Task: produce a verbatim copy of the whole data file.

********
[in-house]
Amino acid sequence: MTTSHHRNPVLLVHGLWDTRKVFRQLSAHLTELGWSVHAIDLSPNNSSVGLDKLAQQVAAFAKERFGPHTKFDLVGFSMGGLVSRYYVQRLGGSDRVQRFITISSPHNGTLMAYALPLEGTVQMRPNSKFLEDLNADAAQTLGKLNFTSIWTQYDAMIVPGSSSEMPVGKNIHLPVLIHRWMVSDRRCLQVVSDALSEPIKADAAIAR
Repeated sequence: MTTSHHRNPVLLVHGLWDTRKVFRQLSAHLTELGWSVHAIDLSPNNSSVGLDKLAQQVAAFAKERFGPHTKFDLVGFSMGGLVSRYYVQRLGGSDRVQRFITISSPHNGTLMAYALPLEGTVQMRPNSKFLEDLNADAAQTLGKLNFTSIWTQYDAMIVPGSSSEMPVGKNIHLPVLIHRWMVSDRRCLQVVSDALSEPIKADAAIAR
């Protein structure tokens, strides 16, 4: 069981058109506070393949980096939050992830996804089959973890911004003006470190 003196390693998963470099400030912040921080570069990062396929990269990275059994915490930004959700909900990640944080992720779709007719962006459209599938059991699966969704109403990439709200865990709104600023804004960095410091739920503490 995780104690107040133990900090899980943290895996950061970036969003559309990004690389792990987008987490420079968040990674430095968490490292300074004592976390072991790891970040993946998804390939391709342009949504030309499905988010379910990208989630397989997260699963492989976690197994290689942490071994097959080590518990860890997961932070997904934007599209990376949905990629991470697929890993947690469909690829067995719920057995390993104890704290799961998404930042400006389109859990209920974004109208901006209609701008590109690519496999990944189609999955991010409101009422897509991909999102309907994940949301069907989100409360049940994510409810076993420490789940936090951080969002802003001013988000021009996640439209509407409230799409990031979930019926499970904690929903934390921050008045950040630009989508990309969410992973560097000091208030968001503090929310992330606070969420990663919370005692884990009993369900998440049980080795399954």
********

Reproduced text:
[in-house]
Amino acid sequence: MTTSHHRNPVLLVHGLWDTRKVFRQLSAHLTELGWSVHAIDLSPNNSSVGLDKLAQQVAAFAKERFGPHTKFDLVGFSMGGLVSRYYVQRLGGSDRVQRFITISSPHNGTLMAYALPLEGTVQMRPNSKFLEDLNADAAQTLGKLNFTSIWTQYDAMIVPGSSSEMPVGKNIHLPVLIHRWMVSDRRCLQVVSDALSEPIKADAAIAR
Repeated sequence: MTTSHHRNPVLLVHGLWDTRKVFRQLSAHLTELGWSVHAIDLSPNNSSVGLDKLAQQVAAFAKERFGPHTKFDLVGFSMGGLVSRYYVQRLGGSDRVQRFITISSPHNGTLMAYALPLEGTVQMRPNSKFLEDLNADAAQTLGKLNFTSIWTQYDAMIVPGSSSEMPVGKNIHLPVLIHRWMVSDRRCLQVVSDALSEPIKADAAIAR
């Protein structure tokens, strides 16, 4: 069981058109506070393949980096939050992830996804089959973890911004003006470190 003196390693998963470099400030912040921080570069990062396929990269990275059994915490930004959700909900990640944080992720779709007719962006459209599938059991699966969704109403990439709200865990709104600023804004960095410091739920503490 995780104690107040133990900090899980943290895996950061970036969003559309990004690389792990987008987490420079968040990674430095968490490292300074004592976390072991790891970040993946998804390939391709342009949504030309499905988010379910990208989630397989997260699963492989976690197994290689942490071994097959080590518990860890997961932070997904934007599209990376949905990629991470697929890993947690469909690829067995719920057995390993104890704290799961998404930042400006389109859990209920974004109208901006209609701008590109690519496999990944189609999955991010409101009422897509991909999102309907994940949301069907989100409360049940994510409810076993420490789940936090951080969002802003001013988000021009996640439209509407409230799409990031979930019926499970904690929903934390921050008045950040630009989508990309969410992973560097000091208030968001503090929310992330606070969420990663919370005692884990009993369900998440049980080795399954």